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Historic lifts in Brussels given grace period for modernisation

Historic lifts in Brussels
16:26 02/06/2022

Brussels’ unique and historic lifts will have until 2027 to modernise, giving owners a period of grace when it comes to adapting to new regulations. 

Under existing rules, lifts installed before 1958 must be modernised by 31 December 2022. But many of the standards used in these regulations would irreversibly damage the historical, aesthetic and technical characteristics of the lifts, says Brussels secretary of state for town planning and heritage Pascal Smet.


These old lifts will now fall under an adapted regulatory framework intended to protect their historical value and preserve these unique pieces of Brussels’ heritage. 

“We’re avoiding a gigantic historical mistake. Brussels, but also other Belgian cities, have many beautiful historic lifts. It would be a shame if these had to disappear,” Smet said in a statement.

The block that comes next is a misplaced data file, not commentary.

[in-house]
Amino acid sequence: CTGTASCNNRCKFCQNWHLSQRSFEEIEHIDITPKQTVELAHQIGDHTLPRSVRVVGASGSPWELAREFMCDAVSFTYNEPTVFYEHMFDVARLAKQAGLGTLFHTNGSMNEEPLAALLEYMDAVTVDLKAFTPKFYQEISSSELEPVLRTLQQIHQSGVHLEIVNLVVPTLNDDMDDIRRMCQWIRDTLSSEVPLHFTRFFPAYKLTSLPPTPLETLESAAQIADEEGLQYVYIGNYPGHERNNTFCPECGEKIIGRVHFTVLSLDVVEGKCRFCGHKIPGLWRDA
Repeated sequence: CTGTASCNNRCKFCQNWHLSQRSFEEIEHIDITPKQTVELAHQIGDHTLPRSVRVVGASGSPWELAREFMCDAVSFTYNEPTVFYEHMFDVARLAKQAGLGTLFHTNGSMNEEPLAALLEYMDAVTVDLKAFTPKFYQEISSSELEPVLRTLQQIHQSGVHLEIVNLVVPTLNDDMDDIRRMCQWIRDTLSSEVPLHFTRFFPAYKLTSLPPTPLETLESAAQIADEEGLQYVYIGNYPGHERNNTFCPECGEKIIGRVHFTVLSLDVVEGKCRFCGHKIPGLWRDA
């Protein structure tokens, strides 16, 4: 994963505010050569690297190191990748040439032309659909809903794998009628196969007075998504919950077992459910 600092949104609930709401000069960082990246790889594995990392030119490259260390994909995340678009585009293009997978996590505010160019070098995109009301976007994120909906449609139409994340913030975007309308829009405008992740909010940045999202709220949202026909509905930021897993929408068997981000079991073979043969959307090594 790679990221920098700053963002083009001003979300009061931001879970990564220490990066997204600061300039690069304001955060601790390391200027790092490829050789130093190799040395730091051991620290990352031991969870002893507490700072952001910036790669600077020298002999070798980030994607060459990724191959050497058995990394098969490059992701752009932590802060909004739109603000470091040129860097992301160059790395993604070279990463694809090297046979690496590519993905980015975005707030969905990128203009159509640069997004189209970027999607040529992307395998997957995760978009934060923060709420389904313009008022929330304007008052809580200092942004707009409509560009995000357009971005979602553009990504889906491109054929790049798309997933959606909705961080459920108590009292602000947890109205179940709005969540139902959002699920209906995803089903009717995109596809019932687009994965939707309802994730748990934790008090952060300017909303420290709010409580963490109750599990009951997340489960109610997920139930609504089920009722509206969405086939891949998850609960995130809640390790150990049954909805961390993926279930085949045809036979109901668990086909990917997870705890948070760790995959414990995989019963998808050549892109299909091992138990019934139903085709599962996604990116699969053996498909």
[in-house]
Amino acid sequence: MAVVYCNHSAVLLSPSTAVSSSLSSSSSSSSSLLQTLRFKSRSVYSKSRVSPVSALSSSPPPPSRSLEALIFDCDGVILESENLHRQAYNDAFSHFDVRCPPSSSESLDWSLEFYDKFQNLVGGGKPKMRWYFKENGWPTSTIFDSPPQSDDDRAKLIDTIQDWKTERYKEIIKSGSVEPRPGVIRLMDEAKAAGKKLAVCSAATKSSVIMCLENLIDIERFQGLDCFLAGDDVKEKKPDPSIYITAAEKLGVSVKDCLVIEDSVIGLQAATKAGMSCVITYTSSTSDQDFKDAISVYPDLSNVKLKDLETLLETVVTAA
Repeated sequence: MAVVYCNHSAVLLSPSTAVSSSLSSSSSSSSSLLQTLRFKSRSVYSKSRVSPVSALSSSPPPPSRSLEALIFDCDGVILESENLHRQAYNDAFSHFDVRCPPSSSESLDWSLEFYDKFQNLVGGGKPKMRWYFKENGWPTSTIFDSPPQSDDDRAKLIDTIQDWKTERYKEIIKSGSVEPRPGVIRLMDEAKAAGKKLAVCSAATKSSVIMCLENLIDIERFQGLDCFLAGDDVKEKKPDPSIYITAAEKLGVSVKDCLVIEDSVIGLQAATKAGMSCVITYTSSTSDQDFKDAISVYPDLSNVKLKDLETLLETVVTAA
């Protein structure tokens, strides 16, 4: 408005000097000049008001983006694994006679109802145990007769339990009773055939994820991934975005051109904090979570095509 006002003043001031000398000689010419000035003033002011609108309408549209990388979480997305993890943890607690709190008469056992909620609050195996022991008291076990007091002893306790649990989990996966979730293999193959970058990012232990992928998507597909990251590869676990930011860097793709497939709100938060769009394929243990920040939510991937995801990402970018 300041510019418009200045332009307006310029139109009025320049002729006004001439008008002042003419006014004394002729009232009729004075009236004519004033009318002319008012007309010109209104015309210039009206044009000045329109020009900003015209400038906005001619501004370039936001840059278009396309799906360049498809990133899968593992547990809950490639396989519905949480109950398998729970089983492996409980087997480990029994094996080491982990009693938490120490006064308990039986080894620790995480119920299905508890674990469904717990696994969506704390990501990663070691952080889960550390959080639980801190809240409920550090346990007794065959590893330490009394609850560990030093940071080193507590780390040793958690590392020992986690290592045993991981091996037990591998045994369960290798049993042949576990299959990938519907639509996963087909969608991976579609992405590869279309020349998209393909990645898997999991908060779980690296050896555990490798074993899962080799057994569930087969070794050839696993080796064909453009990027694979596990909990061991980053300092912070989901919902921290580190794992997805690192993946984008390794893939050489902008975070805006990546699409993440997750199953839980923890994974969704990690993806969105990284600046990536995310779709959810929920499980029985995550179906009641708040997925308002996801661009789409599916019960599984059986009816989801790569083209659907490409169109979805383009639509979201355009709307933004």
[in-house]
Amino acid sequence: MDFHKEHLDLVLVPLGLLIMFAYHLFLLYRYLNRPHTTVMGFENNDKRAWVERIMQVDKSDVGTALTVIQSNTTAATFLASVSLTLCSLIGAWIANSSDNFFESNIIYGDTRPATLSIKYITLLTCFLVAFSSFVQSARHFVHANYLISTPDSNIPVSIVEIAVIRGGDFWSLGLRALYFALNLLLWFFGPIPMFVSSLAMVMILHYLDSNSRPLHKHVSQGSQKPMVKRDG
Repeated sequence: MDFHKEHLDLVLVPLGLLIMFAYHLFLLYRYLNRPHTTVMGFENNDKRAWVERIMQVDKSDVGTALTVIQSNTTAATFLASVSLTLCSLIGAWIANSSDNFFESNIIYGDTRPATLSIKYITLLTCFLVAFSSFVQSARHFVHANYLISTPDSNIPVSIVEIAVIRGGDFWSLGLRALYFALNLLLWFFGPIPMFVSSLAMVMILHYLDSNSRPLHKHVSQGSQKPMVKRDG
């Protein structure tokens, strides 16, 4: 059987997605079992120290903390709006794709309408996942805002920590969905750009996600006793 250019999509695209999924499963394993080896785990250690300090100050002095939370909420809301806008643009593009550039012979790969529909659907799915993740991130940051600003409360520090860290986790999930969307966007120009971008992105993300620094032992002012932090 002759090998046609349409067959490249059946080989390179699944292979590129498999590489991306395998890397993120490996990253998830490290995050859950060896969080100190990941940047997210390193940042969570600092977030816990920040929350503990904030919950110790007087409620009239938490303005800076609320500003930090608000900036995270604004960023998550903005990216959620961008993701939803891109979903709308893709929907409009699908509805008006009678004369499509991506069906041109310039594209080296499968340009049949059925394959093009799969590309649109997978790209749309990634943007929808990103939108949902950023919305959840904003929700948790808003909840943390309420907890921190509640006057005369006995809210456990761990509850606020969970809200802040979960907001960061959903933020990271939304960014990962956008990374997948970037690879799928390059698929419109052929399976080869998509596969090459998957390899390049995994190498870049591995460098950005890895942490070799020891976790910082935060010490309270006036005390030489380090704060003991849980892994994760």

“Fortunately, in a very constructive cooperation with my federal colleague Pierre-Yves Dermagne, we were able to put a stop to this just in time.”

The adapted regulations will apply to over 800 lifts in the city that are deemed historic, but Smet urged owners who haven’t yet registered theirs to do so quickly, as only the lifts that have been formally inventoried will fall under the adapted regulations.

“These monumental staircases with lifts in the middle are all wonderful examples. They bear witness to an undeniably rich heritage,” said deputy prime minister Pierre-Yves Dermagne. 


“It was essential to find a solution that would reconcile respect for this rich heritage with the safety requirements of these lifts.”

The aim of the adapted regulations is to guarantee the safety of users and maintenance technicians without compromising the heritage value of the lift, which is done by allowing for the use of alternative technologies, such as electronic security systems. 

The Save Our Elevators collective, which has been highlighting the possible disappearance of Brussels' historic lifts for some time now, called the adapted regulations “a first important victory.”

Photos: Pascal Smet’s office, third image Jerôme Bertrand

Written by Helen Lyons